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Dispatches Part III

LEONARDO DRS • NORTHROP GRUMMAN • SMC • L3HARRIS • U.S.SPACE FORCE

Leonardo DRS claims Top Spot

With recent wins of two major U.S. Department of Defense commercial satellite communication (COMSATCOM) contracts, Leonardo DRS stated the company has continued their fifth consecutive year as the top provider of COMSATCOM to the U.S government.

* Source: GpvWEom IQ Total Federal Market Overview - Top Contractors 2015-2019.

The use of commercial satellites for customer communication needs has been a strength of the Leonardo DRS Global Enterprise Solutions (GES) business for more than 20 years. In that time, the company has developed success in engineering, managing, and supporting large-scale, mission-critical global communications by combining the strengths of top satellite operators, teleport operators, terrestrial transport providers, satellite equipment manufacturers, and skilled small business partners.

The company builds solutions that take advantage of the firm's global communications network; an RMF-authorized, carrier-grade MPLS global network with redundant, self-healing fiber circuits connected to globally dispersed Internet Points of Presence (PoPs) and globally diverse teleports that provide redundant access to the entire COMSAT and MILSAT arc. The Leonardo DRS Global Enterprise Solutions business also provides mission-critical information and communications technology solutions to the DoD and the U.S. Federal Government. The firm's services include end-to-end global communications, satellite communications, teleport services, fiber and wireless terrestrial back-haul, managed network services and applications, cyber security, network operations, and enterprise IT solutions.

David Fields, SVP of the Global Enterprise Solutions business, said understanding customer needs and delivering an entire, resilient global communications solution that includes the dedicated support of the company's entire team is the top priority. Leonardo DRS' behind-the-scene work is what makes the company proud to be the consistent leader in commercial satellite communications over the last five years.


Northrop Grumman's OmegA engine test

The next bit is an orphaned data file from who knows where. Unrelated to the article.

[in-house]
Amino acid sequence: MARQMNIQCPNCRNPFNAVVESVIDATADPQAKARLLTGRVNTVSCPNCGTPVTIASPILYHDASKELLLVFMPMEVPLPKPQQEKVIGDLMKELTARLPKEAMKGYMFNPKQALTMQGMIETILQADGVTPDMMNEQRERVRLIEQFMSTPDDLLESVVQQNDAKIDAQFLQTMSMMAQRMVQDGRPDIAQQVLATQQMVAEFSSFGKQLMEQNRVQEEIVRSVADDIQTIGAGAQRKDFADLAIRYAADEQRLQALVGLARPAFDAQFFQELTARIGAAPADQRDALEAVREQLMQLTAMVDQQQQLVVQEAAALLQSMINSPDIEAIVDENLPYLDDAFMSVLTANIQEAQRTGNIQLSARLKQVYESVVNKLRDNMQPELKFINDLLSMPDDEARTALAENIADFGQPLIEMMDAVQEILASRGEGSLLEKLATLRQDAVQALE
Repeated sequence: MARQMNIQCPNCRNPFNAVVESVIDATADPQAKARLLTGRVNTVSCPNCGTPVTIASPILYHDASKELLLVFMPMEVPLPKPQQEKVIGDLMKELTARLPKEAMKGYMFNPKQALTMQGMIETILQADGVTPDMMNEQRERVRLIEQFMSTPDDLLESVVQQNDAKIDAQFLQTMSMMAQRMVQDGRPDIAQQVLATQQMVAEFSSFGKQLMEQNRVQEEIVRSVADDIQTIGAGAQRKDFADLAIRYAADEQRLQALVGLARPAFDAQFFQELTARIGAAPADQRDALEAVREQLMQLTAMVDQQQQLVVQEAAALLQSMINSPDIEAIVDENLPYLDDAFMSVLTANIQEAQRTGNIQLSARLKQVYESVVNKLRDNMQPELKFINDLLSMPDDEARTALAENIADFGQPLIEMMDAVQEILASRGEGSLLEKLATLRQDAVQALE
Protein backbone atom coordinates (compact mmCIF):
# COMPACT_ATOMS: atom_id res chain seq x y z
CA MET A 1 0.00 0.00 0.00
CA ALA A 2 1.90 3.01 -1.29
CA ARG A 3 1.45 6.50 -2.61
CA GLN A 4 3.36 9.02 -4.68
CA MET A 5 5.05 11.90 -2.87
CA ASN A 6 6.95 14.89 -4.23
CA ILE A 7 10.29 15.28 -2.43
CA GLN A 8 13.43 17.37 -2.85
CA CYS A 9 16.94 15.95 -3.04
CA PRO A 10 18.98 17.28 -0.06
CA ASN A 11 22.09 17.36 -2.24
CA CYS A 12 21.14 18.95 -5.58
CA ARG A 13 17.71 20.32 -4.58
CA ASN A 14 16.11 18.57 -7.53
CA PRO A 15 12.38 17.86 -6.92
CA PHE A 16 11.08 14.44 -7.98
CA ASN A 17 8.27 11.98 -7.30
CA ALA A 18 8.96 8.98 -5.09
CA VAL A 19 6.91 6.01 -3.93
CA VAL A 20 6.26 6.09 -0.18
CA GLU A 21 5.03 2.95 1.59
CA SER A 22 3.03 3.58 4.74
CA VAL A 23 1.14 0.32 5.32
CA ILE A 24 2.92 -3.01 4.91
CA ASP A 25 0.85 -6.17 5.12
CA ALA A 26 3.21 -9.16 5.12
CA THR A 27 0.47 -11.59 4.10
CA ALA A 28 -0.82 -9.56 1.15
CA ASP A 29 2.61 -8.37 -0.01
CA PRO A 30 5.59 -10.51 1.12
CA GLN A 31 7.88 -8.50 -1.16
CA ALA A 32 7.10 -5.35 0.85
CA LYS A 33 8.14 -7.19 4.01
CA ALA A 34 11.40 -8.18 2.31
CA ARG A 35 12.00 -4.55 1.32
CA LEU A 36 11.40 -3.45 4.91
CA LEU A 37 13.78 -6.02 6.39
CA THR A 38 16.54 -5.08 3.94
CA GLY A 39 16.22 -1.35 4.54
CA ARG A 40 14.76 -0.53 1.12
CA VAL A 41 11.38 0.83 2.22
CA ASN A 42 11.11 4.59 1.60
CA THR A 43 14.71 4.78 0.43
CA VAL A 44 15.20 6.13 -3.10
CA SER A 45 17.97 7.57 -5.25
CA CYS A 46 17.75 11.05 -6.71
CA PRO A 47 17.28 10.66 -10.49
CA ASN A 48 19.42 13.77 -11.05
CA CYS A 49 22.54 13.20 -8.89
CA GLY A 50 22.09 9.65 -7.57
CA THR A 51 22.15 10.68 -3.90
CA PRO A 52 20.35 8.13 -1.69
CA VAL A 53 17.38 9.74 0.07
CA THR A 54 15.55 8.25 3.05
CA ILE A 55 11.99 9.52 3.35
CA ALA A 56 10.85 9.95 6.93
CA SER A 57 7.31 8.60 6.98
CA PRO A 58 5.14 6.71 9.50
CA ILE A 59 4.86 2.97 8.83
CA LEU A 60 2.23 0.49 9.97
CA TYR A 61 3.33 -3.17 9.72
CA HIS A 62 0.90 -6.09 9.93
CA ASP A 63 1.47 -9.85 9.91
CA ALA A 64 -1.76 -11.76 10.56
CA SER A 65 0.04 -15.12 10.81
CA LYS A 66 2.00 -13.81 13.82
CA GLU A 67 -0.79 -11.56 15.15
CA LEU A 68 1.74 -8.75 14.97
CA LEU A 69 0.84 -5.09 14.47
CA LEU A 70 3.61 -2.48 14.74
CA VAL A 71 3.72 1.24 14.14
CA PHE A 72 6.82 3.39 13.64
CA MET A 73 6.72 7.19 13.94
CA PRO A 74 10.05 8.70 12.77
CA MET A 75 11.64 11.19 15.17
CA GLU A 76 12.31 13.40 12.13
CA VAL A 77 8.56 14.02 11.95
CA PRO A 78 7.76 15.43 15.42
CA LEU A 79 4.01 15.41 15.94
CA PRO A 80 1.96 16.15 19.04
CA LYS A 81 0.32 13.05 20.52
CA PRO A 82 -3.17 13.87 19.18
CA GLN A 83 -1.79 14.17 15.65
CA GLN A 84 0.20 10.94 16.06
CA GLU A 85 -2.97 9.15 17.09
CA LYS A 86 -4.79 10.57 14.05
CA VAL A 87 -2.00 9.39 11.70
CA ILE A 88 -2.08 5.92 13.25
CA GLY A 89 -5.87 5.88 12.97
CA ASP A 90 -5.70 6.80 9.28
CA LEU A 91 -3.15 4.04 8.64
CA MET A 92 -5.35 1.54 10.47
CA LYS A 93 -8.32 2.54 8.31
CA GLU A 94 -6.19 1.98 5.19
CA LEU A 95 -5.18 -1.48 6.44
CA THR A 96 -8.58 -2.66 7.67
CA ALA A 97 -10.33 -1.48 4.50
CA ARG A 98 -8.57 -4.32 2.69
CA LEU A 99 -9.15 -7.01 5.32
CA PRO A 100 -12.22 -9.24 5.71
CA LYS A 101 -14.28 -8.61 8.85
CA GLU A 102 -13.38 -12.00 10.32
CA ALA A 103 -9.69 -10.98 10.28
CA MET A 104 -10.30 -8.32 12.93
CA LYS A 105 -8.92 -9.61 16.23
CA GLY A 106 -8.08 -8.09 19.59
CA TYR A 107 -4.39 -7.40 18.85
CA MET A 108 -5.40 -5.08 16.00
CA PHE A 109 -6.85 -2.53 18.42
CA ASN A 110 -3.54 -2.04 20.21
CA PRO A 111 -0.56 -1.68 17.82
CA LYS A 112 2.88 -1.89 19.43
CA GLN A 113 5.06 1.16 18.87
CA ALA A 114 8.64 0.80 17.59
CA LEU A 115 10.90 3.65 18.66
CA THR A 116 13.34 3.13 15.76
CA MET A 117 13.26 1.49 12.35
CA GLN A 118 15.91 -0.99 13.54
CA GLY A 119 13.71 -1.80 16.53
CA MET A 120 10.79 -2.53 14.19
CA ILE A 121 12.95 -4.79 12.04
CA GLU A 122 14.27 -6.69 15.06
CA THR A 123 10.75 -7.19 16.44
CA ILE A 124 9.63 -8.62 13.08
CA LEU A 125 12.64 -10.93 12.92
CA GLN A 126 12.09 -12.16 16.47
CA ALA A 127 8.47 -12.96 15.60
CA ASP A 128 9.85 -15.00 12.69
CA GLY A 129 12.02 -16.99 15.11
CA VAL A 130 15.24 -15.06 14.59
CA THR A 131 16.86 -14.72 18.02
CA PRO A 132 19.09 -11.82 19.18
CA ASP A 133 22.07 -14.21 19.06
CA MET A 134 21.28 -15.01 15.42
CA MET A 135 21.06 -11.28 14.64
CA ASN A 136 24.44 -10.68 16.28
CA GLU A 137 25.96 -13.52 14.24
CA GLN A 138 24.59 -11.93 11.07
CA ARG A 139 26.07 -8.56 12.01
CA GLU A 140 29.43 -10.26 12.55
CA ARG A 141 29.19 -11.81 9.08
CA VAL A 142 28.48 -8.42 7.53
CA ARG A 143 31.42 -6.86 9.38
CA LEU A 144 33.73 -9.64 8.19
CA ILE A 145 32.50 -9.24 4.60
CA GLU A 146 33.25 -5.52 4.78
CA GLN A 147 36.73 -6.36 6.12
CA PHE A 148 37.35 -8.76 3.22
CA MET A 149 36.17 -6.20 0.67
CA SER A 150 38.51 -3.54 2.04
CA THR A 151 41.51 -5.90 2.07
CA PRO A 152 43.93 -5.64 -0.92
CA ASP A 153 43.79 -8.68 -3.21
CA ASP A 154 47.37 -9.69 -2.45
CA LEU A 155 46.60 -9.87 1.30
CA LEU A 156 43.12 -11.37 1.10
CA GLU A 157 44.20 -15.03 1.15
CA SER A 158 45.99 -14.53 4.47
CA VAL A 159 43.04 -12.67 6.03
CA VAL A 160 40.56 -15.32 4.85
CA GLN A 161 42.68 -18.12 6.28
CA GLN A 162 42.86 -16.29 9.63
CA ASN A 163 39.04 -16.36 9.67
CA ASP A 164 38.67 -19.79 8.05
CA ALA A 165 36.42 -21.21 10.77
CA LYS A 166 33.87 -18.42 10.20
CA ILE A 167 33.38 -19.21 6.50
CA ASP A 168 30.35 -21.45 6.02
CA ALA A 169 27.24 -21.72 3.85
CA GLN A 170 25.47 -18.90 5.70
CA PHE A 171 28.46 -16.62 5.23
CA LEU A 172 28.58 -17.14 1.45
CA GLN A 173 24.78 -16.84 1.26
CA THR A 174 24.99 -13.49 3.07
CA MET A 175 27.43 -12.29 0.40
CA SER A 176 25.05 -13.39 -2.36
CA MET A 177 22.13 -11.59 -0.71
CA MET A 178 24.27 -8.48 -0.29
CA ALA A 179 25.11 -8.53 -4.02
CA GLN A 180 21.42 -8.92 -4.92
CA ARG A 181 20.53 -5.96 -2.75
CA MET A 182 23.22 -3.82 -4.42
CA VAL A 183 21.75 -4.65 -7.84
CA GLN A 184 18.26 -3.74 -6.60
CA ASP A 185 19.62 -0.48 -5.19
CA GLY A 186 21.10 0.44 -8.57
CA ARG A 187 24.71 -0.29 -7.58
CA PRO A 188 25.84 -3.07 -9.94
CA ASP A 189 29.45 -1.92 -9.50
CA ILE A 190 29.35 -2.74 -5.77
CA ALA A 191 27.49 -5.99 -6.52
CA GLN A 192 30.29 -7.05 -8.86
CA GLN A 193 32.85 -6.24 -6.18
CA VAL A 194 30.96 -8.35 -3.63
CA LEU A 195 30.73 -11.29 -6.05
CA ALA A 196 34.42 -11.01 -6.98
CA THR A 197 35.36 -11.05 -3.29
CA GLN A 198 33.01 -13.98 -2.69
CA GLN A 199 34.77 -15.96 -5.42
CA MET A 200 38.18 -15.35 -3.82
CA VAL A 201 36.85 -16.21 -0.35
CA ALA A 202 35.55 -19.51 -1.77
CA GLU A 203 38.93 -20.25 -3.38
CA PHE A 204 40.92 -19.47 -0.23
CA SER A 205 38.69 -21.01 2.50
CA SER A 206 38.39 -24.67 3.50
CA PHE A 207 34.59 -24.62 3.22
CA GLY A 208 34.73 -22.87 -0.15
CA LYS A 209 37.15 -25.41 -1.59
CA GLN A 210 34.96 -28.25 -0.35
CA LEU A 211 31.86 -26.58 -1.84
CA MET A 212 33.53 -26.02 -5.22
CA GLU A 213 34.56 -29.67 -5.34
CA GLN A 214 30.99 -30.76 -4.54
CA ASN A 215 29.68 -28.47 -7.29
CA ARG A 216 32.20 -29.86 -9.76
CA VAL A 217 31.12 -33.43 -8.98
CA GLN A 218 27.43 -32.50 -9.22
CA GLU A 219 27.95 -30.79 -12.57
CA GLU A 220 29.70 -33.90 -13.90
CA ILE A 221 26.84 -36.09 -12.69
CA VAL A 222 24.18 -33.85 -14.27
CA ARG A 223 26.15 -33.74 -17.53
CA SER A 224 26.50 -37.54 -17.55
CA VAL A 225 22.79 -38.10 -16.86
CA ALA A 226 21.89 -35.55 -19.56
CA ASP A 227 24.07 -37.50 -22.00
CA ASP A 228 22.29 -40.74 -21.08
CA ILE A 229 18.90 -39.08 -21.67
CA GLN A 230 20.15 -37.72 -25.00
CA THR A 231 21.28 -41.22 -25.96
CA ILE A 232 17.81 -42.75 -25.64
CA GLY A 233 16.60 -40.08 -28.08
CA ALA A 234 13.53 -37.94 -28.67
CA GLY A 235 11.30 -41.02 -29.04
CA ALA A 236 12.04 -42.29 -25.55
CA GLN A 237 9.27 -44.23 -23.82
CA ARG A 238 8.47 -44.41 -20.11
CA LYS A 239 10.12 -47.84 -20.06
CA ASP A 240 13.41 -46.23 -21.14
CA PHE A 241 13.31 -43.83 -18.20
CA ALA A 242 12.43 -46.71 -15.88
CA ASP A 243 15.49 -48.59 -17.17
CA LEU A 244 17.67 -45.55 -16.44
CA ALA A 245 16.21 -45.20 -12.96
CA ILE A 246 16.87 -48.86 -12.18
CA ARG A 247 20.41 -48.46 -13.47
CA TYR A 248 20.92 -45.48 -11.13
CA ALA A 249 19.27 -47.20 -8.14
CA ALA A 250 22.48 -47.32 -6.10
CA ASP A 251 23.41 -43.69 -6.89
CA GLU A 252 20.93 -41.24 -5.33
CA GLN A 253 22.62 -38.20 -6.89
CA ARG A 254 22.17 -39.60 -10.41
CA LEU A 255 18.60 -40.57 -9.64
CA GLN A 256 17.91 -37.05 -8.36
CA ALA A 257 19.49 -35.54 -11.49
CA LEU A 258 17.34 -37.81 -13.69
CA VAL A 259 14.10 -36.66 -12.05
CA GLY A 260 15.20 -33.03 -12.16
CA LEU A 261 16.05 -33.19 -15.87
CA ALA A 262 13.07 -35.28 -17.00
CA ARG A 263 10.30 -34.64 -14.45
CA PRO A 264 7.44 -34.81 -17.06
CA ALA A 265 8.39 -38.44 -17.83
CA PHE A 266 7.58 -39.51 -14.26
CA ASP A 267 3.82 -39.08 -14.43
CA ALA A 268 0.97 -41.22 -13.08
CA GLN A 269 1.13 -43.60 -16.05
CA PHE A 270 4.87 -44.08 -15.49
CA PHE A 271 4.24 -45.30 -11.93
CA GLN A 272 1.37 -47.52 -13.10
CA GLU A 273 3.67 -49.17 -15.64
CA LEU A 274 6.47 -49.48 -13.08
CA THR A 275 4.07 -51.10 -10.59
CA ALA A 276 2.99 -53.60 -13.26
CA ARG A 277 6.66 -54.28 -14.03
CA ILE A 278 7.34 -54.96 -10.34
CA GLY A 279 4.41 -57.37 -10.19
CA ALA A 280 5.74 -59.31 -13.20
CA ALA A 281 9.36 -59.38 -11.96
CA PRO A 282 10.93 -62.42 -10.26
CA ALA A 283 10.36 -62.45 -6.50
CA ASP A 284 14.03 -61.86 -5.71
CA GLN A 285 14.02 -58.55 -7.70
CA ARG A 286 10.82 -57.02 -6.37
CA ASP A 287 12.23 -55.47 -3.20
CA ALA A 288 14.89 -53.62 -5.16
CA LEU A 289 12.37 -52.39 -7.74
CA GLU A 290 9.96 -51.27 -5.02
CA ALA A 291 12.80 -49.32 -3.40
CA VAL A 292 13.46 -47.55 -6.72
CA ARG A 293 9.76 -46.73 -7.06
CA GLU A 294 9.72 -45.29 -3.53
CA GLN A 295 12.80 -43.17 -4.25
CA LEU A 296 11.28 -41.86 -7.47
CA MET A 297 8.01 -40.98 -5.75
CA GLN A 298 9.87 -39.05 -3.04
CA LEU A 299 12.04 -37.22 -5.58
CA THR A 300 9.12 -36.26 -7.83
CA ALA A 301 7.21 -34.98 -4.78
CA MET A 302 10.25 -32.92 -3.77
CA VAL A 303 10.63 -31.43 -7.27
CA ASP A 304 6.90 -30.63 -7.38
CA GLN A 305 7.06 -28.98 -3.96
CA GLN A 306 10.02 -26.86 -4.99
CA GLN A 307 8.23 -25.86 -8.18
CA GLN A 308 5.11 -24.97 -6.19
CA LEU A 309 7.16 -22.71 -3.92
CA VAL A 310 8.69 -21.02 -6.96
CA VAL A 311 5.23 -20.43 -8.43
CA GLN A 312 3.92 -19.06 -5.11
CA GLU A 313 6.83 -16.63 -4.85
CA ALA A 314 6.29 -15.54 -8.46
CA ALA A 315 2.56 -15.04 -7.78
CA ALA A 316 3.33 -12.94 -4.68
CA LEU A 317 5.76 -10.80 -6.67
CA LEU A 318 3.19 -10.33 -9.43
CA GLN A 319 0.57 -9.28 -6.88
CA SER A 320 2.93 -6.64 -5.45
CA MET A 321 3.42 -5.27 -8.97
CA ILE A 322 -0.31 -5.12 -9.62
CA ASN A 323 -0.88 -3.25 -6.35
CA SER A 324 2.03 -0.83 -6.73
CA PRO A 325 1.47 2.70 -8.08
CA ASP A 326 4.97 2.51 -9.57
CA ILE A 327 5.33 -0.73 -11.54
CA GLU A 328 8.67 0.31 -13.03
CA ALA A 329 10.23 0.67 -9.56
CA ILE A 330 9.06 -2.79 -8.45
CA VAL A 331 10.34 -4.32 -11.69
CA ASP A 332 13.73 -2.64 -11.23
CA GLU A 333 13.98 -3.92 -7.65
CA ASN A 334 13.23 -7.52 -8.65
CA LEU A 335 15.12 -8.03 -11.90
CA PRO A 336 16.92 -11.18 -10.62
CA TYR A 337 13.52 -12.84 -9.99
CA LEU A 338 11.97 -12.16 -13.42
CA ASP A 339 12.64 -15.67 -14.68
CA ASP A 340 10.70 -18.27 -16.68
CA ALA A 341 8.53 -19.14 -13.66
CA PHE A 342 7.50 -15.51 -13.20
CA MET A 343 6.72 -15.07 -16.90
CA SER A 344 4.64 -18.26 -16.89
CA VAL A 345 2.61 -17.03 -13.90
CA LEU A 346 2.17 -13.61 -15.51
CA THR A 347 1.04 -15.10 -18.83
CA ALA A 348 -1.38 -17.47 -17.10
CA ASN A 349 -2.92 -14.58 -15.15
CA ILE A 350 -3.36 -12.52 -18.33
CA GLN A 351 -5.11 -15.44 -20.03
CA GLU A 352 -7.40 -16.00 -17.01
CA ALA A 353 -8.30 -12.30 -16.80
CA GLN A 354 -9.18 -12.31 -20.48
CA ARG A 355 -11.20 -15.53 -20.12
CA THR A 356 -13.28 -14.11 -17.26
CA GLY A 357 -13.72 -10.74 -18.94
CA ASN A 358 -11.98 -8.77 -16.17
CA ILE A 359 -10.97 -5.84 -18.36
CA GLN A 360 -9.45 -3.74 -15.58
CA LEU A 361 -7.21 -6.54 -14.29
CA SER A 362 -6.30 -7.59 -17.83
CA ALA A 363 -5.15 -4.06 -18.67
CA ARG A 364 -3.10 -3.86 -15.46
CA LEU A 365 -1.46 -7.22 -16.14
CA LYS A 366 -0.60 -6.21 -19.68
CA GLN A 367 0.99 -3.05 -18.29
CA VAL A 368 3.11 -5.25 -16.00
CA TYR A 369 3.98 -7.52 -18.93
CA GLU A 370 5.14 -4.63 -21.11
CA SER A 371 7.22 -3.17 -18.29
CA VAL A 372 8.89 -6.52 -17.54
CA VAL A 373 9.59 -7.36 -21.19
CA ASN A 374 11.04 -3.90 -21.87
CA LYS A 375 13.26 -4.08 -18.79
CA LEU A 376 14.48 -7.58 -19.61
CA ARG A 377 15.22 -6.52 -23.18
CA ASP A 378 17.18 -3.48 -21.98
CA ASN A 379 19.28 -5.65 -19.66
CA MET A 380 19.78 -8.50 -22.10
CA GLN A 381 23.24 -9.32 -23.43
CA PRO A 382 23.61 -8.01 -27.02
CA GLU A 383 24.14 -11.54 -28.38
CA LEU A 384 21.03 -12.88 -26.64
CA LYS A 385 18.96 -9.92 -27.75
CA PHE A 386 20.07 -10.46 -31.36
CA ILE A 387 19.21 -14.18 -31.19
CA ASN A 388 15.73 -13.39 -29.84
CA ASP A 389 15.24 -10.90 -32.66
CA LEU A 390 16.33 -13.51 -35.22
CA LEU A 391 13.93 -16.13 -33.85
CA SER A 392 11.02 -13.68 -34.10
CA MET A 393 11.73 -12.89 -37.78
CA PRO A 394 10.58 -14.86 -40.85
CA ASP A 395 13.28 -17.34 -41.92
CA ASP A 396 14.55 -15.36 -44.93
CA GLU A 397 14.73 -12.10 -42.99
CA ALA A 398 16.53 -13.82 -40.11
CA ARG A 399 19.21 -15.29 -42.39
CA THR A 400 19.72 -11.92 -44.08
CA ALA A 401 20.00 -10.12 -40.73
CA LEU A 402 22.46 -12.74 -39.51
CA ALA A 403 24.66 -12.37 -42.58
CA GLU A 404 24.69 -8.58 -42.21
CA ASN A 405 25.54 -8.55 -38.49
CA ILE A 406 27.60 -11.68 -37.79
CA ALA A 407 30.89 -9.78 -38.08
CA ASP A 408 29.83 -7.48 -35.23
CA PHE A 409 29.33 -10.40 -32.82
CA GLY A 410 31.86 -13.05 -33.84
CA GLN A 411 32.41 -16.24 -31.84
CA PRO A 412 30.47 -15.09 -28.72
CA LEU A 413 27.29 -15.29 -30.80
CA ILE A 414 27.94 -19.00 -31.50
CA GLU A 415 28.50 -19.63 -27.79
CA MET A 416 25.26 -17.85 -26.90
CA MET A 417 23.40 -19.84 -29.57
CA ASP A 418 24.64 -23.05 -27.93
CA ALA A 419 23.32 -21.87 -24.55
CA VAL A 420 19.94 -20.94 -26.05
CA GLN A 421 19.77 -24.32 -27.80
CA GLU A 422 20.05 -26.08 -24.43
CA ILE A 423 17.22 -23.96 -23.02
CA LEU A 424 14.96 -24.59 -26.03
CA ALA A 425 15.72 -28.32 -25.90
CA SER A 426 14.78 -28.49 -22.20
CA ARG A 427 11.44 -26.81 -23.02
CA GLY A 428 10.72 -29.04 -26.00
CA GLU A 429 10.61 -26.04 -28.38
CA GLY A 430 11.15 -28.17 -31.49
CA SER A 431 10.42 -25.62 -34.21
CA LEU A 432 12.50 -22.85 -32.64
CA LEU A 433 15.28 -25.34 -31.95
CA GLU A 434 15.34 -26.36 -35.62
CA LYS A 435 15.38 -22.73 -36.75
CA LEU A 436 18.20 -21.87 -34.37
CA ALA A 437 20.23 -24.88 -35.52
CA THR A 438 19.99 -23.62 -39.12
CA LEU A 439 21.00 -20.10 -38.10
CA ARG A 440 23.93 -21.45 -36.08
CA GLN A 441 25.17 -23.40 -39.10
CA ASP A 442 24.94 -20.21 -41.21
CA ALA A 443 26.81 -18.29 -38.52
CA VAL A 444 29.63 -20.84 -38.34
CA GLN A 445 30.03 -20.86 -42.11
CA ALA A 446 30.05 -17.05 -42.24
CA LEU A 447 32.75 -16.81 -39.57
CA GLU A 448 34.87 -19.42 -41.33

Northrop Grumman Corporation (NYSE: NOC) has successfully conducted a full-scale static fire test of the second stage of the company's OmegA rocket today in Promontory, Utah.


Photo of the test firing is courtesy of Northrop Grumman.

Developed to support the U.S. Space Force’s National Security Space Launch program, the OmegA Launch System remains on track for its first certification flight in spring 2021.

During this test, the second stage motor fired for full-duration, approximately 140 seconds, burning nearly 340,000 pounds of solid propellant to produce upwards of 785,000 pounds of thrust.

The test verified the motor’s ballistics and thermal performance as well as steering control and performance in a cold-conditioned environment. The test team collected more than 500 channels of data to aid in verifying the motor.

In October 2018, the U.S. Air Force awarded Northrop Grumman a $792 million Launch Services Agreement to complete detailed design and verification of the OmegA space launch vehicle and launch sites.

This cold test, in conjunction with the successful hot static fire in May 2019, subjected OmegA’s motors to the most extreme propellant temperatures the rocket will experience during storage, transport, stacking and launch.

Northrop Grumman has leveraged its flight proven technologies and extensive experience launching critical payloads in the development of the OmegA launch system.

The rocket was designed to accommodate national security payloads while also serving the civil and commercial markets.

In preparation for OmegA’s inaugural flight, Northrop Grumman now occupies High Bay 2 as the first commercial tenant in NASA’s historic Vehicle Assembly Building at Kennedy Space Center.

Construction crews are currently modifying Mobile Launch Platform-3 to serve as OmegA’s assembly and launch platform at Pad 39B.

Charlie Precourt, VP, Propulsion Systems, Northrop Grumman, said the company designed OmegA to use the most reliable propulsion available to ensure exceptional mission assurance for customers.

This firing is a significant accomplishment that demonstrates a domestic solution for the RD-180 rocket engine replacement.


SMC's successful mission deploys Aerospace Rogue Cubesats from ISS

Mission accomplished on behalf of the U.S. Space Force’s Space and Missile Systems Center and its mission partners as they successfully deployed Aerospace’s Rogue Alpha and Rogue Beta CubeSats from the Northrop Grumman Cygnus capsule at 1 p.m. and 4:10 p.m. respectively, on January 31, 2020, marking the beginning of the program’s mission experiment plan.


Aerospace Corporation’s cubesat that was developed for the USAF.
Image is courtesy of the company
.

The plan involves the two satellites using their short-wave infrared sensors to create a baseline for processing cloud backgrounds and inform future low Earth orbit satellites.

The U.S. Air Force will also use this program’s unclassified data to investigate potential uses of the capability.

Col. Dennis Bythewood, Program Executive Officer for Space Development, said that the Space and Missile Systems Center is proud of this team’s accomplishments and the speed at which this program developed.

The cubesats were designed, built, and tested by The Aerospace Corporation, a national nonprofit corporation that operates as a federally funded research and development center dedicated to advancing the nation’s missions in space.

Jeff Emdee, General Manager of the Space Development Division at The Aerospace Corporation, said that the company is proud to present its Rogue cubesats to support the Space Force’s mission of achieving a secure and resilient space architecture. Each three-unit CubeSat is about the size of a shoe box and contains both visible and infrared sensing, as well as a laser communications downlink, that will allow them to explore operations in Low Earth Orbit to benefit future system concepts.


L3Harris PDR for USAF experimental satellite program successfully passed.